Rewriting the MLB rules: Making a case for trading draft picks

We’ve all had our share of fun roasting Alex Rodriguez and Colin Cowherd for not knowing that you can’t trade draft picks in Major League Baseball. The ridicule is well-earned: both of these guys make enough money pontificating on sports that they can hire someone to do some research for them. If they are making statements on air without checking to see what if it even makes sense in MLB and other sports, then that’s on their producers for allowing that to happen.

But did these two ill-informed talking heads stumble on a good idea? Should MLB teams be allowed to trade picks?

Probably not for a star of Shohei Ohtani’s caliber, because the only way to make the values match up would be to trade so many picks that a team would set its farm system back for a decade. Sure enough, some GM would do exactly that if the chance arose, especially because, by the time of reckoning came for a barren farm system, there would likely be someone else in that GM’s chair.

But let’s think about it from the other side. It was relatively clear going into the most recent draft that LSU’s Paul Skenes was the top prospect. Because the Pittsburgh Pirates had the first pick, they were more or less locked into selecting Skenes, with the only alternative being to take a less talented player. But what if that just didn’t work for the Pirates? Maybe they didn’t think they could sign Skenes to a deal they could. Maybe they would rather have a player who is closer to reaching the majors. Maybe they just didn’t think Skenes was as good as the rest of us did.

What if, in those circumstances, the Pirates could do what the Chicago Bears did in the NFL draft and trade the first pick to the highest bidder? The Bears came out of the deal with wide receiver DJ Moore and four premium draft picks, which should jump-start their rebuild faster than one player could.  Would the Pirates get a similar haul if they could deal their first pick?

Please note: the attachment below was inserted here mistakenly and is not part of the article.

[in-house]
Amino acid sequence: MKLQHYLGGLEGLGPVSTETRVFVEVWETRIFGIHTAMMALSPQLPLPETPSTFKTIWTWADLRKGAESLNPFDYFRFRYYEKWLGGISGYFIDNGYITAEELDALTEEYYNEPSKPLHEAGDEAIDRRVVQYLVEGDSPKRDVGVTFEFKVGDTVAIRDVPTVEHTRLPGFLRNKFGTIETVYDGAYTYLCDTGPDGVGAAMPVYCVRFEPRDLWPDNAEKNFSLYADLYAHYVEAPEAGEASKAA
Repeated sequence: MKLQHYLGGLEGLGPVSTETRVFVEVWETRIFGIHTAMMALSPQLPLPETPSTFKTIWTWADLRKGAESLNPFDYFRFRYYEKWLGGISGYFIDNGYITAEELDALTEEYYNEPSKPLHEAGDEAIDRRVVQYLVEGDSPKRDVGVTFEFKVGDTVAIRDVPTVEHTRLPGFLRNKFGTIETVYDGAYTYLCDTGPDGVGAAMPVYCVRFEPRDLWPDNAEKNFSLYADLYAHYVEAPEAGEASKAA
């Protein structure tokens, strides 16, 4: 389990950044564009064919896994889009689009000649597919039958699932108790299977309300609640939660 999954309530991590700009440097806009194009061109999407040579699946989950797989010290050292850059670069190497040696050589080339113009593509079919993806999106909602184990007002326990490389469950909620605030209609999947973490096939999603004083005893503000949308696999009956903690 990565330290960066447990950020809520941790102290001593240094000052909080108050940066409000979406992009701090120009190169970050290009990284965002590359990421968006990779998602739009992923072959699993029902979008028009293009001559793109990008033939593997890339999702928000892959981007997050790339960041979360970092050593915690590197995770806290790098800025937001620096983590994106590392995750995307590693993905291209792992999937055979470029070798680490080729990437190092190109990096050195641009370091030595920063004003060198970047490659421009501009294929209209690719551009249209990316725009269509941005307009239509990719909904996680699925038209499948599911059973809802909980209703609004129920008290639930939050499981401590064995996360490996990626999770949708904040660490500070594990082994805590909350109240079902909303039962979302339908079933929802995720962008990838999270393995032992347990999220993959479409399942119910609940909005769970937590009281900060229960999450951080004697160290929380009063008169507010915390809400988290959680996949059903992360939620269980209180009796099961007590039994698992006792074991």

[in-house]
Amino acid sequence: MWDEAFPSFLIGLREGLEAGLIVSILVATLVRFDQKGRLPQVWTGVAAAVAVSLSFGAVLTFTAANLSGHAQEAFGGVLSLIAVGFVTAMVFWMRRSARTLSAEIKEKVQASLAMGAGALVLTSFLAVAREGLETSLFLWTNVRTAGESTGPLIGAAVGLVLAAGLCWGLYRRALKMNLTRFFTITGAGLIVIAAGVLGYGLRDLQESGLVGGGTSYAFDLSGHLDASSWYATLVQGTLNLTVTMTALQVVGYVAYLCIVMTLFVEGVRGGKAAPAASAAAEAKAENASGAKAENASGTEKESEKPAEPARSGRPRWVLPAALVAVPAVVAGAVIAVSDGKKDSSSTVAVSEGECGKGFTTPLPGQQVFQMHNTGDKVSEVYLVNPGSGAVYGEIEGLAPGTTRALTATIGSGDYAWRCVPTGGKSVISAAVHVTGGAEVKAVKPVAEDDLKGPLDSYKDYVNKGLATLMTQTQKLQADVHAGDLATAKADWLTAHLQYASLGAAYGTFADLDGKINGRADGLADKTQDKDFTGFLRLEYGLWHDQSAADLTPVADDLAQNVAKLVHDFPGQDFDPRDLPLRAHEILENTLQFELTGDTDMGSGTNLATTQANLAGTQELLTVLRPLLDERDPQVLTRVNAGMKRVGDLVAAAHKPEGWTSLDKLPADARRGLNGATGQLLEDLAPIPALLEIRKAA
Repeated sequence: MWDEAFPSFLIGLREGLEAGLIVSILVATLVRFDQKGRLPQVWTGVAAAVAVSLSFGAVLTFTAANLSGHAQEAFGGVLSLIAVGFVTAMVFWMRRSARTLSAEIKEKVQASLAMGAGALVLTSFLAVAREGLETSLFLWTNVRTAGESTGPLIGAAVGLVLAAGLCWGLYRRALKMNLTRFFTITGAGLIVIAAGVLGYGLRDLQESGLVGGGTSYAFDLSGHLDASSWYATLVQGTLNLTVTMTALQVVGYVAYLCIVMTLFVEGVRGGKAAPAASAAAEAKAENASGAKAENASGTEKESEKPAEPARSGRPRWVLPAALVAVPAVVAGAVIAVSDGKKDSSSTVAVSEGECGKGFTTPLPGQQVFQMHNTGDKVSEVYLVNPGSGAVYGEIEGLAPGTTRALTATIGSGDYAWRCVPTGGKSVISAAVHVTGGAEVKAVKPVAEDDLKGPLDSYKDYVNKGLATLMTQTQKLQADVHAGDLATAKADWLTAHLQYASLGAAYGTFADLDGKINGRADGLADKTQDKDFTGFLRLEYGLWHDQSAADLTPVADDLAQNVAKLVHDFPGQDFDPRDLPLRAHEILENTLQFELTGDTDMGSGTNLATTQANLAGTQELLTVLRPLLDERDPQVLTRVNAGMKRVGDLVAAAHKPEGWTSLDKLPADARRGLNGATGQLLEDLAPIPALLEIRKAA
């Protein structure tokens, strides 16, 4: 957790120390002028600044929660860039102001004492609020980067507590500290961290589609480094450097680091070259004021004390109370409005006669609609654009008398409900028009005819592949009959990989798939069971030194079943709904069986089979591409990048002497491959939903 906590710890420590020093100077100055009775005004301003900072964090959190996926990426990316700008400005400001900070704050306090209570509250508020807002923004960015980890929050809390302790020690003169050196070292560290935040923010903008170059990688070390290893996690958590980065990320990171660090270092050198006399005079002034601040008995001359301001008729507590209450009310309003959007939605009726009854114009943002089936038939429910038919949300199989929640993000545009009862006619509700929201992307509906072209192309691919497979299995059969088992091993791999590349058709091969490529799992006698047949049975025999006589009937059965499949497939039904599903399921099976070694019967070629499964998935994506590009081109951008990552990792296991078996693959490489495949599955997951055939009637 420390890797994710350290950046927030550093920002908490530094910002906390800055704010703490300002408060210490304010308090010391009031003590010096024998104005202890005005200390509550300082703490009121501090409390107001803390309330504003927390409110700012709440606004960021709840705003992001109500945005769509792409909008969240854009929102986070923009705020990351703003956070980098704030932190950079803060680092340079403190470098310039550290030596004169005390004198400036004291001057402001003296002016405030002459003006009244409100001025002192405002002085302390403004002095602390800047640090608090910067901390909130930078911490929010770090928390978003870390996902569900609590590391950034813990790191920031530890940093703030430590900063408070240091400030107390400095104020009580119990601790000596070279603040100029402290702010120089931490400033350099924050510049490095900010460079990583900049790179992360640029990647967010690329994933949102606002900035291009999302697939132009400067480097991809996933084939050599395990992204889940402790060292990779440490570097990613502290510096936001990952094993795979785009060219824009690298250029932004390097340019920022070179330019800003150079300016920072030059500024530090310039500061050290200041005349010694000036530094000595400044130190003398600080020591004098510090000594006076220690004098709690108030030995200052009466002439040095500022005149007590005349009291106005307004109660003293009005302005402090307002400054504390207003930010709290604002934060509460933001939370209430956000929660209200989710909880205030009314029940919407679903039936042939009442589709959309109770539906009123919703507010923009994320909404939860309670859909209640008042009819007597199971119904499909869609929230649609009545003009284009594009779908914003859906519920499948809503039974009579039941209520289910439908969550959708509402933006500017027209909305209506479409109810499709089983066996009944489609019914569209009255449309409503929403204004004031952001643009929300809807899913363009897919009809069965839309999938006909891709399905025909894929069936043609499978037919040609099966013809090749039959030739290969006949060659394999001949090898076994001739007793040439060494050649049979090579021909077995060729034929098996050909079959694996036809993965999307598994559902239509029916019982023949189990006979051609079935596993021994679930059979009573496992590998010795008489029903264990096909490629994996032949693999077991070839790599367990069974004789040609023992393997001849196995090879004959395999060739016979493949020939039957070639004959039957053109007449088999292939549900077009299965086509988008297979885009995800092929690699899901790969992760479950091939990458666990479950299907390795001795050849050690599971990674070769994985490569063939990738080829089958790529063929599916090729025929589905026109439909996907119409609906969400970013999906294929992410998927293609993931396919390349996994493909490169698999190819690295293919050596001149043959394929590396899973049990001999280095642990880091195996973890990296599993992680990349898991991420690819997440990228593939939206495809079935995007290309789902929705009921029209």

Of course, the Pirates could have drafted Skenes and turned around and traded him. They would probably still end up on the hook for his signing bonus if that happened, so it’s not an ideal outcome. Plus, in a lot of years, a draft pick is like a new car that loses value as soon as it leaves the lot.  The team with the pick might have more leverage if they trade it to a team that can choose among several players.

Most years, the first pick isn’t as clear-cut as Paul Skenes. If there are three or four players who are in the running for the top pick, and the team with the fourth pick is completely sold on one guy, they could swap picks and throw in a prospect. That way both teams benefit.

Here’s a couple of caveats. I would only allow trading of first-round picks. Maybe it would be cool to allow teams to trade 18th-round picks, but it feels like it would just cause a mess. Also, I would not allow teams to trade players on their 40-man rosters for picks. Again, it just feels like it could be a problem. Maybe after a couple of years, the concerns would resolve themselves and the limitations could be eliminated.

What do you think? Would you want MLB draft picks traded? Let us know in the comments section below.